The Charles River Museum of Industry and Innovation in Waltham will host a multimedia plastics art exhibit in September produced by a team of three artists, including Phish bassist Mike Gordon.
The exhibit, "Another Side of In," blends the plastic Lexan with light and sound software for an interactive experience, according to the museum's email alert.
Gordon drew inspiration and customized sound clips for the exhibit from his recent album, Inside In, according to the exhibit's website.
Marjorie Minkin, Gordon's mother and visual artist, used molded Lexan to create relief works for the looped sounds while listening to them, while Jamie Robertson, creative technologist and musician, designed and built the wireless electronics to enable viewers to interact with sound and light on each piece through proximity with the works, according to the site.
"Mike and I have long planned a collaboration of his music and my visual art that would involve viewers in a multimedia experience," Minkin said in a prepared statement. "The release of his album Inside In was the catalyst for us to begin our joint creation. Working on my art while listening to Mike's custom designed sounds extracted from his album was inspirational and challenging for me. Responding to the 'colors' and 'textures' of his sounds, I created a group of painted molded Lexan relief works resembling abstract torsos."
Since its invention in 1953, Lexan has been adapted by many industries, including aerospace and technology encasing, according to the statement.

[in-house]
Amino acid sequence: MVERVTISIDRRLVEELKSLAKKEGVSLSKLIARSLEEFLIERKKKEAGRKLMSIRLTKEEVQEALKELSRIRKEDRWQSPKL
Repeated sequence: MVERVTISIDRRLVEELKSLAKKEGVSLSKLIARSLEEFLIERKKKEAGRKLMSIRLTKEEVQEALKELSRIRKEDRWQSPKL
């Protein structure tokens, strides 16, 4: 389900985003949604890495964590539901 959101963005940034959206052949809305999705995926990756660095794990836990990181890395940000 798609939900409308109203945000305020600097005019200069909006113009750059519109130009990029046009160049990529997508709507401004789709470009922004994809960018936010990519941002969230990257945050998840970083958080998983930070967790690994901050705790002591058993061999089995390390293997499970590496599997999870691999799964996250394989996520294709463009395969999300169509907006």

"I am attracted to Lexan because of the incredible impact it has had on our society," Minkin said. "I also loved the fact that as an artist it gave me a translucent archival strong material to express my love of color."
The technological wiring aspect followed technology based on Polaroid's Visitor Conversation System. Each piece gauges the distance between itself and the visitor, and then relays that information to other software using wireless technology similar to Bluetooth, which in turn controls the lighting and sound both inside the pieces and within the exhibit, the statement said.
"The technology works similar to how a bat sees," Robertson said in the statement.
The museum will display the exhibit from Sept. 11 through Dec. 23, 2011.
The museum will host a free opening reception on Sept. 13, from 6:30 p.m. to 9:30 p.m. Light refreshments will be served.
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